As wireless networks move to millimetre-wave (mm-wave) and terahertz (THz) frequencies for 5G communications and beyond, ensuring security and resilience to eavesdropper attacks has become increasingly important. Traditional encryption methods are challenging to scale for high-bandwidth, ultralow-latency applications. An alternative approach is to use physical-layer techniques that rely on the physics of signal propagation to incorporate security features without the need for an explicit key exchange. Ensuring security through the use of directional, narrow-beam-like features of mm-wave/THz signals has proven to be vulnerable to passive eavesdroppers. Here we report a space-time modulation approach that ensures security by enforcing loss of information through selective spectral aliasing towards the direction of eavesdroppers, even though the channel can be physically static. This is achieved by using custom-designed spatio-temporal transmitter arrays realized in silicon chips with packaged antennas operating in the 71–76 GHz range. We also analytically and experimentally demonstrate the resilience of our links against distributed and synchronized eavesdropper attacks in the mm-wave band.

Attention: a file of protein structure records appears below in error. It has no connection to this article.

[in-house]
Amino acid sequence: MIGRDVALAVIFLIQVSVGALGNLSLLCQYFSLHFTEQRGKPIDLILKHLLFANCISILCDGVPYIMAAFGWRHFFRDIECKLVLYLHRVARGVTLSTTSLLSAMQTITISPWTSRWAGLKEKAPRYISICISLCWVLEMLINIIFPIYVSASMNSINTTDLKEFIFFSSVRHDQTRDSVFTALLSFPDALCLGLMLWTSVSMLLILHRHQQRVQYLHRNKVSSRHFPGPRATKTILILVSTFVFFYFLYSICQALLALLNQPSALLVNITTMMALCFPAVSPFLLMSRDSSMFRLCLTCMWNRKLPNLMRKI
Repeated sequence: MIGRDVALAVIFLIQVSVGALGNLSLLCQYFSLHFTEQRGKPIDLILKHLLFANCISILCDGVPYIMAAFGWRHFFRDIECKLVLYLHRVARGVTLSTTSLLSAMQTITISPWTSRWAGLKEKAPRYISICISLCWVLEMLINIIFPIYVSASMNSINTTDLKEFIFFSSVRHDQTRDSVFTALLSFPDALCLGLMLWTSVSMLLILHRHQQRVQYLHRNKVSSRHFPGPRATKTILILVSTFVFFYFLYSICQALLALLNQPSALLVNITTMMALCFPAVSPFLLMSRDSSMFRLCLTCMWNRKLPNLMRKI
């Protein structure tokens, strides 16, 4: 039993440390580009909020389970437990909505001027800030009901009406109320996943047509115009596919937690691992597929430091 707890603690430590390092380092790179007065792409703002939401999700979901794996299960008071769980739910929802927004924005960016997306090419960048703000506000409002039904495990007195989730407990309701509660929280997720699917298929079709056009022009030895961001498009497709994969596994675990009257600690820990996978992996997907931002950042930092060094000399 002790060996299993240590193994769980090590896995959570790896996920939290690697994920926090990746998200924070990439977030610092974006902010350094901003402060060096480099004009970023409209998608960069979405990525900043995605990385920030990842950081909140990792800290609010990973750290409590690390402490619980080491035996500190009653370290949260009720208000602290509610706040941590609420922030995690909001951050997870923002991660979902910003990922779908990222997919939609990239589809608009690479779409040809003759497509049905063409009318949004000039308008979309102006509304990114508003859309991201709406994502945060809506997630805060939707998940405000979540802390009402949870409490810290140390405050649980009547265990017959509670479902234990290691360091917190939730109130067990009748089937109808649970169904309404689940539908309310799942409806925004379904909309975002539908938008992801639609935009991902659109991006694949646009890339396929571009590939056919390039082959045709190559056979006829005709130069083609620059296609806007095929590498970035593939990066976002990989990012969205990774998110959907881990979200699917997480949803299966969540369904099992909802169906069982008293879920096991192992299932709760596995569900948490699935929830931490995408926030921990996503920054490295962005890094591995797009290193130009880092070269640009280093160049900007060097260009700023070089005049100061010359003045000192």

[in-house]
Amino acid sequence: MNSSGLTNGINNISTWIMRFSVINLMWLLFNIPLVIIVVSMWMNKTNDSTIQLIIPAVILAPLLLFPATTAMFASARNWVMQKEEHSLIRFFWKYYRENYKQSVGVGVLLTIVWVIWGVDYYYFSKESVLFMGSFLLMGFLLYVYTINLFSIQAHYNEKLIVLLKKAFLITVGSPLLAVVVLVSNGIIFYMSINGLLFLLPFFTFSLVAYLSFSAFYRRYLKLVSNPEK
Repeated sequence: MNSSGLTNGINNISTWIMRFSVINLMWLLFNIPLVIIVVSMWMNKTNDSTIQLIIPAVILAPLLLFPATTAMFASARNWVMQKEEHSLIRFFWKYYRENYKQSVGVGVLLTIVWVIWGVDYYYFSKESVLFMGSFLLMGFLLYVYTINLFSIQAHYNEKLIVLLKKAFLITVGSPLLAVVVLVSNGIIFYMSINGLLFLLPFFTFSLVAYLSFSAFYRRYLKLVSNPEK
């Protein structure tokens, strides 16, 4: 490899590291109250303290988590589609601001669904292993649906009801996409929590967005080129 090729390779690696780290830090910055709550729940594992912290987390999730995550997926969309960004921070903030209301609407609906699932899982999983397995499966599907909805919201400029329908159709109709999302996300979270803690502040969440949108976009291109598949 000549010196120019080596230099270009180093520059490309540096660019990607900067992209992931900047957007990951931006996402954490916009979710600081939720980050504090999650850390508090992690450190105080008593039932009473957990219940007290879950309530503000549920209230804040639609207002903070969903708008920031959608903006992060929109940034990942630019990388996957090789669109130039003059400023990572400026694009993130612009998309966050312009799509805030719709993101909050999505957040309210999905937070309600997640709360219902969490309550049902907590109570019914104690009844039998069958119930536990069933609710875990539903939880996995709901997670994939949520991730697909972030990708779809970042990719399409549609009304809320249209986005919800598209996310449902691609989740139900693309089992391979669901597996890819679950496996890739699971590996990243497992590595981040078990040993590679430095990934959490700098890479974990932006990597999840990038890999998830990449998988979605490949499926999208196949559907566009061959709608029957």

ASJC Scopus subject areas
- Electronic, Optical and Magnetic Materials
- Electrical and Electronic Engineering